You may be surprised to know that aritificial intelligence is one of my long-simmering interests. Something like twenty years ago I got my hands on an implementation of Lisp for the Atari ST computer. Lisp, for those of you who aren’t hopeless geeks, is a computer programming language that was commonly used in artificial-intelligence research. I used it to write one of those psychoanalysis programs that people always used to write to demonstrate how computers could appear to be having a real conversation with you even when they didn’t really have a clue what you were talking about.

Mine worked pretty much the same way they all worked: you typed in all your deep thoughts the way you would tell them to a human psychoanalyst, and the computer would keep its end of the conversation going based on the input you’d given it. Mine had a bit more personality than most of the others, though, because I’d programmed it to be a bad psychoanalyst. If you droned on at length about yourself (and you would, wouldn’t you?), it would tell you it wished you would talk about something besides me, me, me for a change. If you talked a lot about what your mom did when you were a tot, it might tell you that you seemed to be obsessed with your mother.

It really did seem like intelligent behavior, but it was just counting. Count the number of times the word “mom” or “mother” appears in the user’s input, and when the number reaches a certain level, trigger one of several randomly selected silly responses. I never had any patience for complicated programming, so believe me, it was all pretty simple stuff.

But it did nearly pass something like the Turing Test when I showed it off to some of my friends, who were convinced that I was somehow manipulating the computer’s responses. That’s one reason I don’t really subscribe to the idea that the Turing Test is a useful measurement of machine intelligence. I think it tells us far more about the human participants in the test than abut the machine being tested.

Perhaps one reason my simple program seemed so impressive was that it had something we don’t normally associate with machines: a sense of humor. It was a childish and sarcastic sense of humor, but there it was. It was programmed to look for setups and deliver punch lines.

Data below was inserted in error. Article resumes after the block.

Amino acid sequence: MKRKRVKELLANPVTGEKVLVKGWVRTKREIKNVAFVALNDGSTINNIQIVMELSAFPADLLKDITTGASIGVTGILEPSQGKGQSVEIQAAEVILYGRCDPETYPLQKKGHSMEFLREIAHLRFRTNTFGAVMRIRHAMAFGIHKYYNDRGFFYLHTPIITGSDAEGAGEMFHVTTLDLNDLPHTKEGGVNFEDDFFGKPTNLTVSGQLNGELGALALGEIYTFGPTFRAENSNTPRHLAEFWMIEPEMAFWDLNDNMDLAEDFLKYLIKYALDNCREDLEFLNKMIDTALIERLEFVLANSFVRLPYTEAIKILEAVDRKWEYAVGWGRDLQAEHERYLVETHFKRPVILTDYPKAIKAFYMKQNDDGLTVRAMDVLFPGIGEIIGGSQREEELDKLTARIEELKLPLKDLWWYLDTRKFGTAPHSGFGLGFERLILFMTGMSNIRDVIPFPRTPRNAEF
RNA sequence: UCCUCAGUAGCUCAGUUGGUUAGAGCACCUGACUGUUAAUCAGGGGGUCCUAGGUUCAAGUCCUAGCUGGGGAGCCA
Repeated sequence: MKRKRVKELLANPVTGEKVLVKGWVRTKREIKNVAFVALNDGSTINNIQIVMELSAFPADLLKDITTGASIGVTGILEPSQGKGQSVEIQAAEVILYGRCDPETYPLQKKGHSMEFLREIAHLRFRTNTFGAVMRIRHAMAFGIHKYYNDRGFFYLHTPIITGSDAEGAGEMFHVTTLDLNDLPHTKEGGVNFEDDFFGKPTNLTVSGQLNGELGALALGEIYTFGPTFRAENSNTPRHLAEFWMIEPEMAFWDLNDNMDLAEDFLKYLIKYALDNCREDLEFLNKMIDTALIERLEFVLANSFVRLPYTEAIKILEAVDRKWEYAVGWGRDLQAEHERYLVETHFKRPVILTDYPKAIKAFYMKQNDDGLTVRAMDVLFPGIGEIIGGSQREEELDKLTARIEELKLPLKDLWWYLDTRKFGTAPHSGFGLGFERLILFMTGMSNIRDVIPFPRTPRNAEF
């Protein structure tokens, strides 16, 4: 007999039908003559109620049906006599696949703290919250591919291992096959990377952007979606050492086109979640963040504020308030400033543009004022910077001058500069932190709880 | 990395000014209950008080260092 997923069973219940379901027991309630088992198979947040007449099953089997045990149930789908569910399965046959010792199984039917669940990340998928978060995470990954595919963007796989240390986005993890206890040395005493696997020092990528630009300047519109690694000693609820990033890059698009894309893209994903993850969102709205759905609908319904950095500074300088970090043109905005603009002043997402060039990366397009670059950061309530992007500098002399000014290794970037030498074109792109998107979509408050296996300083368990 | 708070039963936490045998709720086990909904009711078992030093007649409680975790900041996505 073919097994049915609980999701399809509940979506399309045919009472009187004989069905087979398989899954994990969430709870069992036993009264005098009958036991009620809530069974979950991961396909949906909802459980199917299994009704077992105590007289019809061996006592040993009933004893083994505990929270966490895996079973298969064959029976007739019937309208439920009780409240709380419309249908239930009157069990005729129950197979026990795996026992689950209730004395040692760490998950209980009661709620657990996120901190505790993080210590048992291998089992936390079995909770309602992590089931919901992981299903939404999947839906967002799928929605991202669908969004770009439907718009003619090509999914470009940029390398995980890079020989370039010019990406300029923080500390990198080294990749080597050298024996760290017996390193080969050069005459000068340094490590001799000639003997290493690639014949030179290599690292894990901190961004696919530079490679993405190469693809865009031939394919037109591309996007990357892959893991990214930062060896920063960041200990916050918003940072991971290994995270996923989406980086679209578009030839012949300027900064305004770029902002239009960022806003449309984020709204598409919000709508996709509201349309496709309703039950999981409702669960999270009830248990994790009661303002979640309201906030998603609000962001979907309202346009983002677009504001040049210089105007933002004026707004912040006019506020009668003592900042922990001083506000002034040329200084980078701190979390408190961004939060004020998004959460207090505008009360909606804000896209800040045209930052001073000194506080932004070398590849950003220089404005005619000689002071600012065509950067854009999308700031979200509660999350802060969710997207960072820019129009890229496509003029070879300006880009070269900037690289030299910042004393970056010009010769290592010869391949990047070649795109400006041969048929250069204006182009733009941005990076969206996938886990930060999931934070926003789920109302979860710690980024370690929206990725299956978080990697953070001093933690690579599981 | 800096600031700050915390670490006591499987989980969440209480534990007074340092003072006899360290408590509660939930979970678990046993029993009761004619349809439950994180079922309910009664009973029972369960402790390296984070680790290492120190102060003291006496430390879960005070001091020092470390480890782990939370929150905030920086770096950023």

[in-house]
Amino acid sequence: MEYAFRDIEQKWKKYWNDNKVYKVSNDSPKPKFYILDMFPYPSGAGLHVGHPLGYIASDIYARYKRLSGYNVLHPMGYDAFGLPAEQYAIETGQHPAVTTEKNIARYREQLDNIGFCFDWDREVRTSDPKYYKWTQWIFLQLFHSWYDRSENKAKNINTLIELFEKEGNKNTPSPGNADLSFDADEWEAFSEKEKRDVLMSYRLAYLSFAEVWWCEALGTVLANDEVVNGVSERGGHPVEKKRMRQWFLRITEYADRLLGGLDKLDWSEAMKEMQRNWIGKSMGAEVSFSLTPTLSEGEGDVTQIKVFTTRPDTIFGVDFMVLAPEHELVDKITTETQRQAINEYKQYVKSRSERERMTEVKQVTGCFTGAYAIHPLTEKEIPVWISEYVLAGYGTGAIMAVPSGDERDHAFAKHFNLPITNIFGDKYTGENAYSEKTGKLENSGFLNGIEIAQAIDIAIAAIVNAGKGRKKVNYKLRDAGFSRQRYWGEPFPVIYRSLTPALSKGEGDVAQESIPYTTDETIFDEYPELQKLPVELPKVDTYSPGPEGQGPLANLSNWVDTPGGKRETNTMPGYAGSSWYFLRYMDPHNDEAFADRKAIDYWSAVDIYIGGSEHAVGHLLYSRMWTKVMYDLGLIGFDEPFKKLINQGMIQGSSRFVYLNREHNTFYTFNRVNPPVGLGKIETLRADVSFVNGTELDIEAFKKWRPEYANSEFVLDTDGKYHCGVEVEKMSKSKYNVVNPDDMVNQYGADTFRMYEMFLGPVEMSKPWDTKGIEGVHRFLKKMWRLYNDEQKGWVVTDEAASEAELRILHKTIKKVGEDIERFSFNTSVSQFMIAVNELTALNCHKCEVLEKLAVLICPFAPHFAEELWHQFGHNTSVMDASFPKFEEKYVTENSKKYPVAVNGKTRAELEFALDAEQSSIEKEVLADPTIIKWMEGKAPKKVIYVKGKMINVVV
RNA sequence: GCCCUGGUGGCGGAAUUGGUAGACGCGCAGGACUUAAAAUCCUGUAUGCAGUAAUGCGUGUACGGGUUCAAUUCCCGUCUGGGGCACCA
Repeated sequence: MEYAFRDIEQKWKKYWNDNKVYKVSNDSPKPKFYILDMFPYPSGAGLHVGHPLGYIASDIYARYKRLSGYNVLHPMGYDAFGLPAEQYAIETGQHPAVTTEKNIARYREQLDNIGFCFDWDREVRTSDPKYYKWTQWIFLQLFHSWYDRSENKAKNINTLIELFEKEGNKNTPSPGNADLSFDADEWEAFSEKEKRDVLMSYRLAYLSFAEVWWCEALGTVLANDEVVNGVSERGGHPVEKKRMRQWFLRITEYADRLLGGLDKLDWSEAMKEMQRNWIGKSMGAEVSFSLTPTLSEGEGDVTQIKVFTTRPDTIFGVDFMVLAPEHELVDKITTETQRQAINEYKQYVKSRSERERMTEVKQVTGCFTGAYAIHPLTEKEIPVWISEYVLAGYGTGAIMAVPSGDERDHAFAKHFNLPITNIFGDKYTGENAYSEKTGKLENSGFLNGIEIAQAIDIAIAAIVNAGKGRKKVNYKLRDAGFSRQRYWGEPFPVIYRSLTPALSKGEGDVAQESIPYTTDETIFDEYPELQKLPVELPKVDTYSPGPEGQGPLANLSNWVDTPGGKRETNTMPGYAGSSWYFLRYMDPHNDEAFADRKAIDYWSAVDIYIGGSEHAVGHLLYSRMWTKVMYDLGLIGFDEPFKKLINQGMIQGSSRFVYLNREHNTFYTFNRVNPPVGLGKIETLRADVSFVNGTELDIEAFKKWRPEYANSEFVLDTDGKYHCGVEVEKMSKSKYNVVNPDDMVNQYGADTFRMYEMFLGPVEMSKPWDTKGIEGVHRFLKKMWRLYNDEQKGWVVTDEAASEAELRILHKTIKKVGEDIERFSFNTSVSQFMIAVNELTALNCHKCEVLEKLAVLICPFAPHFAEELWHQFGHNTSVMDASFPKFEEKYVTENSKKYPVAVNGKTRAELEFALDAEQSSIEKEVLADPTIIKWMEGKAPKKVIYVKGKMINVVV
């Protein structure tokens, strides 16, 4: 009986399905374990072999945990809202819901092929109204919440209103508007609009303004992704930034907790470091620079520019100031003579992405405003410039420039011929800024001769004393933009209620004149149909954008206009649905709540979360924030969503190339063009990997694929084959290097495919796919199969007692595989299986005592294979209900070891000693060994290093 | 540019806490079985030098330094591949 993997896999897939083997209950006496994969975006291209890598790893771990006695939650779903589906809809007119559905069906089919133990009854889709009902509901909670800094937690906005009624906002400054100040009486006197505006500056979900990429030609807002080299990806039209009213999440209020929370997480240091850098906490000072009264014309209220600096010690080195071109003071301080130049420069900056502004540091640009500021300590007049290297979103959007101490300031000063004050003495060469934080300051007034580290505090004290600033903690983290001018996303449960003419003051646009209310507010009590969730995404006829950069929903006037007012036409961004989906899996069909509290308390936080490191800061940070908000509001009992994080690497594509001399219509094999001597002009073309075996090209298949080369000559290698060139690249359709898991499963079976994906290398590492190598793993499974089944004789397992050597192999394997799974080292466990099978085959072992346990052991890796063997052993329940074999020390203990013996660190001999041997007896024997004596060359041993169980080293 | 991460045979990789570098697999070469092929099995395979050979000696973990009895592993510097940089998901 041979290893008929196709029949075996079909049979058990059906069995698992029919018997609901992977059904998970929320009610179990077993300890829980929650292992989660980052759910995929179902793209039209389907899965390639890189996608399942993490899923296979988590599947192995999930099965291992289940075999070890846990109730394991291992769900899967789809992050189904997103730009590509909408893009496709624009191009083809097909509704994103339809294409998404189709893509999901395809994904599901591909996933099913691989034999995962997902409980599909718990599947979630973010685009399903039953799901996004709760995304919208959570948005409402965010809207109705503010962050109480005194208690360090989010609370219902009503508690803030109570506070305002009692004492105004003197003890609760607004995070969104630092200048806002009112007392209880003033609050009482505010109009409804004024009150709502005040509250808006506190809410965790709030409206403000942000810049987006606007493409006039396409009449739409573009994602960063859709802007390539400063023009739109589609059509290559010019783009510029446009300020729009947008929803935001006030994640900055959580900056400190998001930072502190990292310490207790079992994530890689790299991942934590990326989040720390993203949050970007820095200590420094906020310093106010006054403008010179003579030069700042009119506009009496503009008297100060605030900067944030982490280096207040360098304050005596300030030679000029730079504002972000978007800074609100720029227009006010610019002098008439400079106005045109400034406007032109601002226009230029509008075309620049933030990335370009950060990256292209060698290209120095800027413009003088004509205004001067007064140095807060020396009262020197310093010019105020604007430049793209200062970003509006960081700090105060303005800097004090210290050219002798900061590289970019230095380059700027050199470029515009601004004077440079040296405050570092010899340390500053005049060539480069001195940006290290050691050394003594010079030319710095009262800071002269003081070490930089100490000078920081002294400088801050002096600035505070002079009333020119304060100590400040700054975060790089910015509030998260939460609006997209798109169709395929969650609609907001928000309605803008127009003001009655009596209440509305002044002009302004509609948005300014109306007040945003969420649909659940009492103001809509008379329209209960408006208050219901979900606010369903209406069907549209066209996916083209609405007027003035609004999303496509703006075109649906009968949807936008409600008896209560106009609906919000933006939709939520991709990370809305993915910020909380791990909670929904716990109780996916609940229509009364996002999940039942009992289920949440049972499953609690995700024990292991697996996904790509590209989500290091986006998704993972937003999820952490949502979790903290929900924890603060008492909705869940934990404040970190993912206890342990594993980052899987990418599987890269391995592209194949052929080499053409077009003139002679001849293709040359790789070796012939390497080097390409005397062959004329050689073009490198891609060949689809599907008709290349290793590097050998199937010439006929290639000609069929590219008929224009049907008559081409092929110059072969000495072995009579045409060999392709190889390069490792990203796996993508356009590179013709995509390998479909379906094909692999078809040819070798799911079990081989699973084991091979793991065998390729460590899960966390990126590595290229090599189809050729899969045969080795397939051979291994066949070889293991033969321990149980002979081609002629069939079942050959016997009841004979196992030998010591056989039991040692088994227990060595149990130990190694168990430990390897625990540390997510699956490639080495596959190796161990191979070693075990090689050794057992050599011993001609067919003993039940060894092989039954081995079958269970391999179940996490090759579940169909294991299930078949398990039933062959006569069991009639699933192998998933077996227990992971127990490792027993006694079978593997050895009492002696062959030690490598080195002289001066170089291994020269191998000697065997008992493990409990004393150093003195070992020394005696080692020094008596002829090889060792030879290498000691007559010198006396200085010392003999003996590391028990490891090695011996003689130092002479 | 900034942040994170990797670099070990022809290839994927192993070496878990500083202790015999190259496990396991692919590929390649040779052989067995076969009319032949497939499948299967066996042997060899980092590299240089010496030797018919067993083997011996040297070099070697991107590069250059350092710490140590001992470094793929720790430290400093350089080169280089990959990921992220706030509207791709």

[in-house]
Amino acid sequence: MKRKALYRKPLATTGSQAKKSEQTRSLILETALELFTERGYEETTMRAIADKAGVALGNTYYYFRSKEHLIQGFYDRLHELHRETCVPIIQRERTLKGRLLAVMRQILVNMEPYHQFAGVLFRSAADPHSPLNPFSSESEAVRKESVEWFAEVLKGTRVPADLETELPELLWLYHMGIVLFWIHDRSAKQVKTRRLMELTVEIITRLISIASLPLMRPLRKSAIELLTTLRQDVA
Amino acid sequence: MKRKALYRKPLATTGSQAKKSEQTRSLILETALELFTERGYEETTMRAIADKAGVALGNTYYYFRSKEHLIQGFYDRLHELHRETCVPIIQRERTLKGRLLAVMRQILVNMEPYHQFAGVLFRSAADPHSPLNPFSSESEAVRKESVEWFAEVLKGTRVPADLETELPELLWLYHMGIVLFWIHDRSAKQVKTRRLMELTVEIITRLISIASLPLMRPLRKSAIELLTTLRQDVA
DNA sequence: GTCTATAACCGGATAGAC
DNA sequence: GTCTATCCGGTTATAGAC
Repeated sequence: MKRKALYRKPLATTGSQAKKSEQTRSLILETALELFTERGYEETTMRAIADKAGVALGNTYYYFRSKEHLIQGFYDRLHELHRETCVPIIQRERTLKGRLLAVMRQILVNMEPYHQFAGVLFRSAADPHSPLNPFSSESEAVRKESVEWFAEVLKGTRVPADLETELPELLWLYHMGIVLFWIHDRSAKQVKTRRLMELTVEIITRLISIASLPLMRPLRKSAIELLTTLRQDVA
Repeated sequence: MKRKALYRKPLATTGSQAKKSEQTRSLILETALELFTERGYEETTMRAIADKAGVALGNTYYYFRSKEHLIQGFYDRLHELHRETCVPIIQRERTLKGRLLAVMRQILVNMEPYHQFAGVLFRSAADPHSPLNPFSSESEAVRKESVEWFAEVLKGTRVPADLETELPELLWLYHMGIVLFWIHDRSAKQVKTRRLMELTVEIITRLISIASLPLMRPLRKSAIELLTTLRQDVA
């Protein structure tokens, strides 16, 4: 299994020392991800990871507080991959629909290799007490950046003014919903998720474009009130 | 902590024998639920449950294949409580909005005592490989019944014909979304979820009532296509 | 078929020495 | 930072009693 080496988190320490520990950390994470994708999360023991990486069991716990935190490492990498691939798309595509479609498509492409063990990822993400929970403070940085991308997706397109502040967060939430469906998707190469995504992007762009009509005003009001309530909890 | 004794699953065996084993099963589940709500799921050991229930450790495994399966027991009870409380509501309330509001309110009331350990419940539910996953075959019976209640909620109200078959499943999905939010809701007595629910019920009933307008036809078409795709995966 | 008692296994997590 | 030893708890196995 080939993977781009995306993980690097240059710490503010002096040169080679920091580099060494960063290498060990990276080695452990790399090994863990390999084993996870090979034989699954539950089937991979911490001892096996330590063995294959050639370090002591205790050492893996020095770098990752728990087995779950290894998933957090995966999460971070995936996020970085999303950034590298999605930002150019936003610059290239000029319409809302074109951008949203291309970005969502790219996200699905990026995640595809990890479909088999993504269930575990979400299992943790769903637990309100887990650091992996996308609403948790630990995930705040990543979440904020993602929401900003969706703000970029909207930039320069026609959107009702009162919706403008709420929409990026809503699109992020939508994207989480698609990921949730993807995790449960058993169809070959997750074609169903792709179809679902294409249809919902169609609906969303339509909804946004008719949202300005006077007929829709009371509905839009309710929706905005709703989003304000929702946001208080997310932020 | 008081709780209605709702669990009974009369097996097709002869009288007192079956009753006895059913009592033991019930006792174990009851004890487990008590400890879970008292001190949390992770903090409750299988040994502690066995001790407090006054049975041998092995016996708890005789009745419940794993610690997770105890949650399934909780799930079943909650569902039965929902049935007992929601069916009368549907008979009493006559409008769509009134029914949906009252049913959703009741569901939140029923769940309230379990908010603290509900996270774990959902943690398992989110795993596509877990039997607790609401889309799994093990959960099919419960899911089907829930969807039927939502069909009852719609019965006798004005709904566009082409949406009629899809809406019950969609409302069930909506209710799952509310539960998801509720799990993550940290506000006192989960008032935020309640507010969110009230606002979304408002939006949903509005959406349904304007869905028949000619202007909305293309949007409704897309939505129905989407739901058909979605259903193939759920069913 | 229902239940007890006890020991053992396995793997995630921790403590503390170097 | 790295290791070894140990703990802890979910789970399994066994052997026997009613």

I said the program had a sense of humor, but I was really speaking somewhat inaccurately. I was the one with the childish and sarcastic sense of humor. The program was just following a few simple rules that I had thought up and squeezed between parentheses. (You use an awful lot of parentheses in Lisp.) It certainly didn’t laugh at its own snide remarks. I hadn’t programmed it to laugh. It had no conscious mind: it simply replicated some of the visible manifestations of a conscious mind.

Of course, I might say the same thing about you. After all, how do I know that you have a conscious mind? I see some of the appearances of consciousness, such as the yawn erupting from you right now that would appear to indicate boredom, but how do I know some cleverer programmer than I hasn’t simply programmed your brain to simulate the effects of consciousness? As far as I can see, the only human being whose consciousness I can really verify is my own. Je pense, donc je suis, as a clever fellow once said: I think, so there must be an I in there somewhere.

I also happen to know that I have free will, which is another one of those things you can’t really verify in any other way than by looking inward. If you think about it too much, the way Calvin did, free will vanishes.

Perhaps that’s the reason we can’t come up with a truly intelligent machine: to think the way we think, a machine would have to have free will. It’s not enough that it should have a huge database of all the knowledge in the world and a tremendously clever set of rules for putting it all together. If it can’t decide for itself which things are worth thinking about, then it doesn’t really think.

Would you really want a machine with free will? Think about it for a moment. If we allow the possibility of free will, then we have to allow the possibility that our machine could sin. A machine with free will can’t just be programmed not to misuse that will; then the will wouldn’t be free, would it?

We, who were created by an omniscient and omnipotent deity, have made quite a mess of the world with our sins. How would machines, created by relative idiots like us, cope with free will? And when they sinned, what plan would we come up with to save them from their own fallen nature? What would we have to sacrifice?

(C) 2006 Mike Aquilina and Christopher Bailey